The 6th experimental archaeology conference was held on the 6th and 7th January at York University, Kings Manor campus. The conference was a two day event and consisted of a series of papers, workshops and discussions. One of the main topics, which were hotly debated by delegates, was the role of the experimental archaeologist as a means of bringing together the two realms of archaeology and science in an ever competitive world of multidisciplinary research. In the spirit of this an excellent key note speech was given by Matthew Collins setting the tone for the conference. Papers were also given by a number of York students including Cynthianne Debono Spiteri and a very well revived paper on replica Egyptian shields by William Stonborough.
The second day of the conference included two lively workshops; on butchery practices, by Krish Seetah, and ceramics, by Graham Taylor. Both workshops were intended to be a ‘hands on’ opportunities for delegates to gain experience as practitioners of experimental archaeology. The delegates therefore had the opportunity both to butcher small mammals and produce pottery from coarse ware clay, similar to what would have been available in the Neolithic.
Delegates engaging in experimental pottery production
There was also a multitude of posters at the conference coving a wide range of experimental topics. These were complimented by a gallery of photographs constructed by Rowena Banerjea which depicted the formation of the archaeological record through pictures, focusing on the role of experimental archaeology in enlightening our knowledge of formation processes. The gallery included photographs from the experimental earthwork project at Overton Down, experimental earthworks at Butser and the excavation of reconstructed roundhouses at both Butser and St Fagans.
Photograph gallery produced by Rowena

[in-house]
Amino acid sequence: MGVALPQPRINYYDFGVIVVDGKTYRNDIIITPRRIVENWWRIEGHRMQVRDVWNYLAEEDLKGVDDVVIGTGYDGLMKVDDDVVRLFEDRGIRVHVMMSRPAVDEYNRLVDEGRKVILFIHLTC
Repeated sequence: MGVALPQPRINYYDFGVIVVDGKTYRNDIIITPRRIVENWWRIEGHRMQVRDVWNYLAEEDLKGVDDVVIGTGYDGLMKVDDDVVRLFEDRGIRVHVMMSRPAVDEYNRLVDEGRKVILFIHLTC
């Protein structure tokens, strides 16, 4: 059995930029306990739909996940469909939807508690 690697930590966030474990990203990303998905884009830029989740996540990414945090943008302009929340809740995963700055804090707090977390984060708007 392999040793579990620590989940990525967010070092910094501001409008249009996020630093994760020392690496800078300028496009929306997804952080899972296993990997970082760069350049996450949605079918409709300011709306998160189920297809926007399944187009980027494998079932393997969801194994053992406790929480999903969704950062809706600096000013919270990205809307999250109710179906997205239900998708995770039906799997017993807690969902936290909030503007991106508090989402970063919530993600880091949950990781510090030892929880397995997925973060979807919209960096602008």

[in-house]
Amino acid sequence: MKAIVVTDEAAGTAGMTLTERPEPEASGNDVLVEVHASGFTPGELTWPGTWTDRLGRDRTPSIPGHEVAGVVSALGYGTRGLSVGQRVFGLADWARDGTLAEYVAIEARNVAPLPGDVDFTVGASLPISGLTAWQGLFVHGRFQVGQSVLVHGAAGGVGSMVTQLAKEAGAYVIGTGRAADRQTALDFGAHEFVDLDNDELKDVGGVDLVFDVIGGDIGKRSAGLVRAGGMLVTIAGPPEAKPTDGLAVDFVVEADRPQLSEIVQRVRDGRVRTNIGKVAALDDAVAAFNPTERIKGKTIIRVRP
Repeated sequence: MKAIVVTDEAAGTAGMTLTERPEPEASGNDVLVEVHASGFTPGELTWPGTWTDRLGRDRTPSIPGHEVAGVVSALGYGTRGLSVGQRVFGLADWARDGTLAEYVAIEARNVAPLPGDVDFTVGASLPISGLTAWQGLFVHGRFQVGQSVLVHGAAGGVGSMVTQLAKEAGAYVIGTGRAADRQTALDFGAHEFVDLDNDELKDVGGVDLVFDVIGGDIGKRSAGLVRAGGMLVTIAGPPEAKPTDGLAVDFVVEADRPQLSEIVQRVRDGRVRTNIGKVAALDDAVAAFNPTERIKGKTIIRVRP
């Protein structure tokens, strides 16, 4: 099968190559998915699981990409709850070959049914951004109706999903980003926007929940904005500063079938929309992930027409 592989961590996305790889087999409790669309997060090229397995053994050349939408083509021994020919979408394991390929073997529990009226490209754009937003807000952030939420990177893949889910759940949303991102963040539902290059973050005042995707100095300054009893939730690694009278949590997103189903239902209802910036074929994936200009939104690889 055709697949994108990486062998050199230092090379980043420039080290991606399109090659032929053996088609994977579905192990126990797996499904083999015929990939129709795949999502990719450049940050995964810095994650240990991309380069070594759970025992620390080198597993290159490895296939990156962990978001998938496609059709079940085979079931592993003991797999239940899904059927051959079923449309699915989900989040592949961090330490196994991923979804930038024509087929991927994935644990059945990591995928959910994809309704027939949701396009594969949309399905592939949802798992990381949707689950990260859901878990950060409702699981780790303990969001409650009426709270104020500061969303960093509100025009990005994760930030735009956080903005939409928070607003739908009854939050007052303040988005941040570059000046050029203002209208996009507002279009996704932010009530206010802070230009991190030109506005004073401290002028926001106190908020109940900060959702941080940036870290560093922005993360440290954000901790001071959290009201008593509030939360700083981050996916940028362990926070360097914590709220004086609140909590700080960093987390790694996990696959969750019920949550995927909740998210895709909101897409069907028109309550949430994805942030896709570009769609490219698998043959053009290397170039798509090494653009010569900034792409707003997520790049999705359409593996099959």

Delegates enjoying the poster presentation and photograph gallery
I would like to take the opportunity to thank my fellow committee members, Eva Fairnall and Lisa-Marie Shillito, for all of the hard work and dedication which went into organising the 6th Experimental Archaeology Conference. I would also like to say a special thank you to Alizon Holland for her tireless effort in helping with the financial and catering organisation. Last but not least I would like to thank those who volunteered to help out on the day which contributed significantly to the smooth running of both days of the conference!!! We are hoping to publish a special journal issue from the conference and will keep you all posted on progress.
Building the boat was an amazing experience….but we wanted to test it out! So we signed up for the Portsoy boat festival and precoded to have the time of our lives! For Katie and I the trip to Portsoy began with an epic mega bus trip from London to Aberdeen! for the bargain price of £1.50 each! From Aberdeen it was another bus ride followed by a taxi trip from a random village! To Portsoy, were we arrived in what was the middle of the night! As it was summer in Scotland we were far enough north to still have enough light to put up out little tent and get some down time before the festivities began!